There, across the road from the coop, not quite hidden by the tall, unmown grass, were two escaped convicts. Two medium-sized, white turkeys, were looking back at the side of the road from which they had come.
My heart soared!
FLY TURKEYS!!! FLY AND BE FREE!!!
Somehow, these two birds had slipped away and made it to the promised land they had been gazing at from the coop windows, dreamt about in their turkey dreams, wondering how the corn feed out there tasted. I cheered aloud in my car, with a smile from ear to ear on my face. “Go join your wild kin (that’s Southern for family) and meld into wild turkey society!”
I know. The reality is they they probably did not live long in the wild. They were BRIGHT WHITE, had had their wings clipped and all their food had been provided to them their entire lives. They had no idea how to survive on their own and they didn’t even have natural colors to camouflage them. But for a little while, those turkeys were free. In my light mood, I couldn’t help but answer the question about why the ‘turkey’ crossed the road.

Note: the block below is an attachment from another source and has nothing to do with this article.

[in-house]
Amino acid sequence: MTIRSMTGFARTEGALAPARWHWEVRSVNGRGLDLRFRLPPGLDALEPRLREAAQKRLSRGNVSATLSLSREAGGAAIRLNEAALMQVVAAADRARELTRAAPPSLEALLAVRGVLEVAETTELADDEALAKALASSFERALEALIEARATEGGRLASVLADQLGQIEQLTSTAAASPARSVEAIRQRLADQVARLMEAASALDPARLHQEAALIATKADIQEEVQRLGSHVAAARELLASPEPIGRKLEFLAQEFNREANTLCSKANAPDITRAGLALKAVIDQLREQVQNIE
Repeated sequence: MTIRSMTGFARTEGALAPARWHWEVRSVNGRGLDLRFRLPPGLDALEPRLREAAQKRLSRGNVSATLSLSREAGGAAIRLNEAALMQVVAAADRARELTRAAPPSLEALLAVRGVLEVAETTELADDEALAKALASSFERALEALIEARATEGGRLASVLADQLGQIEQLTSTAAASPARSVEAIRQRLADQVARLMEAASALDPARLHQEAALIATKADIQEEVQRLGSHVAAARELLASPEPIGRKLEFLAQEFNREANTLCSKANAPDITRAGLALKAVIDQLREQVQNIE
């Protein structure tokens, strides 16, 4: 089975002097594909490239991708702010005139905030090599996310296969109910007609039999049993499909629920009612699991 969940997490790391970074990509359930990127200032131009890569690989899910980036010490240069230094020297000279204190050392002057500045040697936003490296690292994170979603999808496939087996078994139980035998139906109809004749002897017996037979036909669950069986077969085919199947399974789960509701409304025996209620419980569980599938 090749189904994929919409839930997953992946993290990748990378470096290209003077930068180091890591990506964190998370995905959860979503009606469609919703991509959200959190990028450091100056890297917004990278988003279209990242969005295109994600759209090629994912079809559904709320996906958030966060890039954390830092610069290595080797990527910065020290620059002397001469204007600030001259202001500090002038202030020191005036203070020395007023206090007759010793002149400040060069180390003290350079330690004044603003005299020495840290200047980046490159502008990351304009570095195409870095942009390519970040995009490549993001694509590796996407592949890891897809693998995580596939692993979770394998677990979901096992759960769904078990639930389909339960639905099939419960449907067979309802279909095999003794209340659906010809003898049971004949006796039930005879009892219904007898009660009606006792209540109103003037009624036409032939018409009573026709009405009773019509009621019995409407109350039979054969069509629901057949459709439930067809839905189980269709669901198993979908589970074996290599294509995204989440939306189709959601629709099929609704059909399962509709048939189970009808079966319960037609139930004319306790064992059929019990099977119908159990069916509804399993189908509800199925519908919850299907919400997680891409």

Two years after I moved away from the mountains, the country rumor mill – the method by which all reliable news gets passed – said that a heavy snow had collapsed the coop. Several years later, the farm was in disrepair, weeds overtaking the place where the turkeys had once walked inside the coop, obviously not operating as a farm anymore.
This past year, I had occasion to drive by the farm on the highway and noticed that the whole space had been converted to a children’s playground and park.
Maybe those turkeys got their wish. I know I did.